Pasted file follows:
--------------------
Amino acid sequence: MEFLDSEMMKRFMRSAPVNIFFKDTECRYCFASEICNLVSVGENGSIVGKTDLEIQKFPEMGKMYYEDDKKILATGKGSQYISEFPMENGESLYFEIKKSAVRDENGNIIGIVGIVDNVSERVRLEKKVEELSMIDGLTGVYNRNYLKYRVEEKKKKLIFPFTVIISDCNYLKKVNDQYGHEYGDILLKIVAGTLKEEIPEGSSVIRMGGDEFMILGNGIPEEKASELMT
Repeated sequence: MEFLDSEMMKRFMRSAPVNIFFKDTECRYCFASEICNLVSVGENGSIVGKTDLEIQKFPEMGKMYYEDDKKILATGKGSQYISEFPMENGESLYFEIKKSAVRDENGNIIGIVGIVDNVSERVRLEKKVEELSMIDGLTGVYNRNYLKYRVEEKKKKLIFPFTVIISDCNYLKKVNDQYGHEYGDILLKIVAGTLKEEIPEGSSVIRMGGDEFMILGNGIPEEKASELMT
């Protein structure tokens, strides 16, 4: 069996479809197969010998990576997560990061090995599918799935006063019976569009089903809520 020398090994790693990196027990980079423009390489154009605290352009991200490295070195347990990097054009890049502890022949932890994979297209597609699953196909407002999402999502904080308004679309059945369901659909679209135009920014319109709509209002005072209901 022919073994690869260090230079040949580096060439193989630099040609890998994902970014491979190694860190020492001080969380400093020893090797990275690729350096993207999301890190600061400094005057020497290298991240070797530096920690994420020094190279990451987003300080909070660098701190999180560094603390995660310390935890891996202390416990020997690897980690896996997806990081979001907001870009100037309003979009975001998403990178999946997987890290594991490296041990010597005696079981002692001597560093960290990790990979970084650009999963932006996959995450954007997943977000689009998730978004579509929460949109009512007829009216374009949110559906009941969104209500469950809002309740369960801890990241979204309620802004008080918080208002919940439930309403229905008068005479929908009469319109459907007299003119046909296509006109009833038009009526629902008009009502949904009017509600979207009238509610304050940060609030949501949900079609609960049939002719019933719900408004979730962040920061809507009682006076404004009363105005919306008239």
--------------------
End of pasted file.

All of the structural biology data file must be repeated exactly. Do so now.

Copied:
Amino acid sequence: MEFLDSEMMKRFMRSAPVNIFFKDTECRYCFASEICNLVSVGENGSIVGKTDLEIQKFPEMGKMYYEDDKKILATGKGSQYISEFPMENGESLYFEIKKSAVRDENGNIIGIVGIVDNVSERVRLEKKVEELSMIDGLTGVYNRNYLKYRVEEKKKKLIFPFTVIISDCNYLKKVNDQYGHEYGDILLKIVAGTLKEEIPEGSSVIRMGGDEFMILGNGIPEEKASELMT
Repeated sequence: MEFLDSEMMKRFMRSAPVNIFFKDTECRYCFASEICNLVSVGENGSIVGKTDLEIQKFPEMGKMYYEDDKKILATGKGSQYISEFPMENGESLYFEIKKSAVRDENGNIIGIVGIVDNVSERVRLEKKVEELSMIDGLTGVYNRNYLKYRVEEKKKKLIFPFTVIISDCNYLKKVNDQYGHEYGDILLKIVAGTLKEEIPEGSSVIRMGGDEFMILGNGIPEEKASELMT
């Protein structure tokens, strides 16, 4: 069996479809197969010998990576997560990061090995599918799935006063019976569009089903809520 020398090994790693990196027990980079423009390489154009605290352009991200490295070195347990990097054009890049502890022949932890994979297209597609699953196909407002999402999502904080308004679309059945369901659909679209135009920014319109709509209002005072209901 022919073994690869260090230079040949580096060439193989630099040609890998994902970014491979190694860190020492001080969380400093020893090797990275690729350096993207999301890190600061400094005057020497290298991240070797530096920690994420020094190279990451987003300080909070660098701190999180560094603390995660310390935890891996202390416990020997690897980690896996997806990081979001907001870009100037309003979009975001998403990178999946997987890290594991490296041990010597005696079981002692001597560093960290990790990979970084650009999963932006996959995450954007997943977000689009998730978004579509929460949109009512007829009216374009949110559906009941969104209500469950809002309740369960801890990241979204309620802004008080918080208002919940439930309403229905008068005479929908009469319109459907007299003119046909296509006109009833038009009526629902008009009502949904009017509600979207009238509610304050940060609030949501949900079609609960049939002719019933719900408004979730962040920061809507009682006076404004009363105005919306008239």